Crysis, DX10 and Forcing VSYNC Off in the Driver

Why do we keep on coming back to Crysis as a key focal point for our reviews? Honestly because it’s the only thing out there that requires the ultra high end hardware enabled by recently released hardware.

That and we’ve discovered something very interesting this time around.

We noted that some of our earlier DX10 performance numbers on Skulltrail looked better than anything we could get more recently. In general, the higher number is usually more likely to be "right", and it has been a frustrating journey trying to hunt down the issues that lead to our current situation.

Many reinstalls and configuration tweaks later and we’ve got an answer.

Every time I set up a system, because I want to ensure maximum performance, the first thing I do is force VSYNC off in the driver. I also generally run without having the graphics card scale output for my panel; centered timings allow me to see what resolution is currently running without having to check. But I was in a hurry on Sunday and I must have forgotten to check the driver after I set up an 8800 Ultra SLI for testing Crysis.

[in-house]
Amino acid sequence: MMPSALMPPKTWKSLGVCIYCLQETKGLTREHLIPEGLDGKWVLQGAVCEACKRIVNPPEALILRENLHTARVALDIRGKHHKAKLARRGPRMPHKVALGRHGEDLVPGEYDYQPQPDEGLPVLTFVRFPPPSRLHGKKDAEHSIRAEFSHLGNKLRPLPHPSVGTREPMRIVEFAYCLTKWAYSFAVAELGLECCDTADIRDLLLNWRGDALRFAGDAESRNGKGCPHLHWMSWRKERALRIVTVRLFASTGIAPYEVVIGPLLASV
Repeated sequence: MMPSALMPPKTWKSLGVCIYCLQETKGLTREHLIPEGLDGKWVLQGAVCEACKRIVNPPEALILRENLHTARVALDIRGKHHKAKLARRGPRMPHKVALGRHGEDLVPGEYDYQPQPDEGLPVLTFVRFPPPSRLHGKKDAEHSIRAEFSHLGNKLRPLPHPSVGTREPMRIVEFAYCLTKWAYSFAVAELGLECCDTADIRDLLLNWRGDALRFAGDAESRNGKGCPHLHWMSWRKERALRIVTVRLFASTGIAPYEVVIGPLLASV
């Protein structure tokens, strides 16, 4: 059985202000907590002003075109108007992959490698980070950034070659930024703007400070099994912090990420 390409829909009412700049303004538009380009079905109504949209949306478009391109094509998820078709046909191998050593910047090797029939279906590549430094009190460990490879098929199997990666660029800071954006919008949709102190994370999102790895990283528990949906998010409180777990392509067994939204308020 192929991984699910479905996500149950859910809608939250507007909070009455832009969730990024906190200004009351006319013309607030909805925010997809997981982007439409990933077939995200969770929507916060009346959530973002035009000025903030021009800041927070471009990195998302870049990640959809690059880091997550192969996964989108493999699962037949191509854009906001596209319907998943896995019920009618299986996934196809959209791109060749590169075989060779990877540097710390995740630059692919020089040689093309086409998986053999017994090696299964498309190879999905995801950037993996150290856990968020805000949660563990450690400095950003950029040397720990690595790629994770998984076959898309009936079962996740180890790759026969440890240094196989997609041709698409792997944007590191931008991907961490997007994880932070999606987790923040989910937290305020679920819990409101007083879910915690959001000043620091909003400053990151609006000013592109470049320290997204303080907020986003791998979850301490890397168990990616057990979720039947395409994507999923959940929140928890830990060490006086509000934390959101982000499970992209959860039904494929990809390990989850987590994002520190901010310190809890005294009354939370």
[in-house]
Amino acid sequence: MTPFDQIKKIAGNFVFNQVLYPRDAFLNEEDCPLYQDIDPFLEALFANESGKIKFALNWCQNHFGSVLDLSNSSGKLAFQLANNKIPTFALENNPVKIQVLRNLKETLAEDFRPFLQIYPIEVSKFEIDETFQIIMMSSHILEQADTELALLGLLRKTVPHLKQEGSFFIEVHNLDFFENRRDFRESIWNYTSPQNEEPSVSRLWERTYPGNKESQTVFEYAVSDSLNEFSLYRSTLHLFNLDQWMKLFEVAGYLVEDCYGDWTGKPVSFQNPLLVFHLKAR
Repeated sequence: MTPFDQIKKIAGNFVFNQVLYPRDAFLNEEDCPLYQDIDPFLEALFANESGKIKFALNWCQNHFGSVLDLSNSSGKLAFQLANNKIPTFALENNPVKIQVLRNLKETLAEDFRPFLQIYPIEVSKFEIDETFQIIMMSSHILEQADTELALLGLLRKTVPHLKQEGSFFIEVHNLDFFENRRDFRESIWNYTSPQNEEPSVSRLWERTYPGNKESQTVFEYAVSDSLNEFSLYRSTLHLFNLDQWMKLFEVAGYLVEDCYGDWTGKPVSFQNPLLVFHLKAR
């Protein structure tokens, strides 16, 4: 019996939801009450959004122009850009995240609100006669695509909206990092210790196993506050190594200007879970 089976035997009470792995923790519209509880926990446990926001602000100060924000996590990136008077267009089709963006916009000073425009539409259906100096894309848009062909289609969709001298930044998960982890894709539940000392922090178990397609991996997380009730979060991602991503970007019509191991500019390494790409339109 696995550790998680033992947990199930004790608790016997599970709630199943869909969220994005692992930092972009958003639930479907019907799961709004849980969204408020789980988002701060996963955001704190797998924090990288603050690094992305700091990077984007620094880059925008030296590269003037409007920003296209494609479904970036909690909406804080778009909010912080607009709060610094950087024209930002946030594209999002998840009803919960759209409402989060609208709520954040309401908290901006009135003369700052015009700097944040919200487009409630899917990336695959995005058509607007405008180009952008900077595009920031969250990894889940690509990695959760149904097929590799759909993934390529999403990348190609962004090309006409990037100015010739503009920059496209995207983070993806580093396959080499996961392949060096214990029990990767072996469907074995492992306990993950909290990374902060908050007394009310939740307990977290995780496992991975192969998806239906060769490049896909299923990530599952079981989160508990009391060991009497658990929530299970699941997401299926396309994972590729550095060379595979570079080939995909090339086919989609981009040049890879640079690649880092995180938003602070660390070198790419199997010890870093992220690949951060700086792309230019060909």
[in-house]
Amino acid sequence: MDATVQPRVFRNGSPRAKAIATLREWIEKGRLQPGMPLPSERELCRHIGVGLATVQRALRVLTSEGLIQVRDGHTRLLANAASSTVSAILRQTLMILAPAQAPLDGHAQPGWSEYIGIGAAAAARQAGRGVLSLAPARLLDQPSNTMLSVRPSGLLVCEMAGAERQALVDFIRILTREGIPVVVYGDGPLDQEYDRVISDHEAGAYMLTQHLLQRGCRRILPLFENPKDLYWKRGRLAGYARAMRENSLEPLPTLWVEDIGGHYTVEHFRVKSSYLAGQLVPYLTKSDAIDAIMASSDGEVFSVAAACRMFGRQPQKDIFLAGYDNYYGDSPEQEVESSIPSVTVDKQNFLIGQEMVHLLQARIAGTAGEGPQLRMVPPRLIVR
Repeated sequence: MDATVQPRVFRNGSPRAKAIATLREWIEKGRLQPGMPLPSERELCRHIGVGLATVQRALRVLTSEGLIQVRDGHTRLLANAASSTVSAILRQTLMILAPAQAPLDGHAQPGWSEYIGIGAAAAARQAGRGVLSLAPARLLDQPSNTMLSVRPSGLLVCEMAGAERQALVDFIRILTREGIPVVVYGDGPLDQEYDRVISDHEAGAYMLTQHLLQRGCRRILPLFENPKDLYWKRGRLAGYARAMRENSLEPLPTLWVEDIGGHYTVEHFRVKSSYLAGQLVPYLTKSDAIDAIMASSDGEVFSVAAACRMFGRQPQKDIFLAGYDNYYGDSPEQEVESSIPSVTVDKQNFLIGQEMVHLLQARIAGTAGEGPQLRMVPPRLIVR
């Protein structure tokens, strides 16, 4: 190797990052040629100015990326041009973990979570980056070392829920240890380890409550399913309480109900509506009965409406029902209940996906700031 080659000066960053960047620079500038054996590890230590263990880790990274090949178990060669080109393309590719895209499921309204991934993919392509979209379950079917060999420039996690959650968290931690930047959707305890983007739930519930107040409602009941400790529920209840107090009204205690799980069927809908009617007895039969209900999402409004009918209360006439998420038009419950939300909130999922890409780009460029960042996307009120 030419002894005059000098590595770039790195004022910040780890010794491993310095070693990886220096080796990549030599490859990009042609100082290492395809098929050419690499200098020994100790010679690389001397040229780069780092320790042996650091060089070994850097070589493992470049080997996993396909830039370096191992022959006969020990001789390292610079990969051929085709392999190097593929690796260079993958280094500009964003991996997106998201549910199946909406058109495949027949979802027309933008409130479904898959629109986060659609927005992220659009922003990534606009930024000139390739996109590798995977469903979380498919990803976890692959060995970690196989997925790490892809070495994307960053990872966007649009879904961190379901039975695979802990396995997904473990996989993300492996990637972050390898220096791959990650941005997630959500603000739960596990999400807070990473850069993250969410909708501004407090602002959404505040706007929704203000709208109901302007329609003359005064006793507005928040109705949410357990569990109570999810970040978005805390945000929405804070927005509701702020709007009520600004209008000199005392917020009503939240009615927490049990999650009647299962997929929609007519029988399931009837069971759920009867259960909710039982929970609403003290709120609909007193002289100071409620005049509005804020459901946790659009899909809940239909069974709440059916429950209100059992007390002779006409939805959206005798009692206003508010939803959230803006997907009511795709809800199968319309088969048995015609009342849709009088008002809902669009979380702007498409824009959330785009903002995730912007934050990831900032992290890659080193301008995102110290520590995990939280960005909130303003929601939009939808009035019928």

Low and behold, when I looked at the numbers, I saw a huge performance increase. No, it couldn’t be that VSYNC was simply not forced off in the driver could it? After all, Crysis has a setting for VSYNC and it was explicitly disabled; the driver setting shouldn’t matter.

But it does.

Forcing VSYNC off in the driver can decrease performance by 25% under the DX10 applications we tested. We see a heavier impact in CPU limited situations. Interestingly enough, as we discussed last week, with our high end hardware, Crysis and World in Conflict were heavily CPU and system limited. Take a look for yourself at the type of performance gains we saw from disabling VSYNC. These tests were run on Crysis using the GeForce 9800 GX2 in Quad SLI.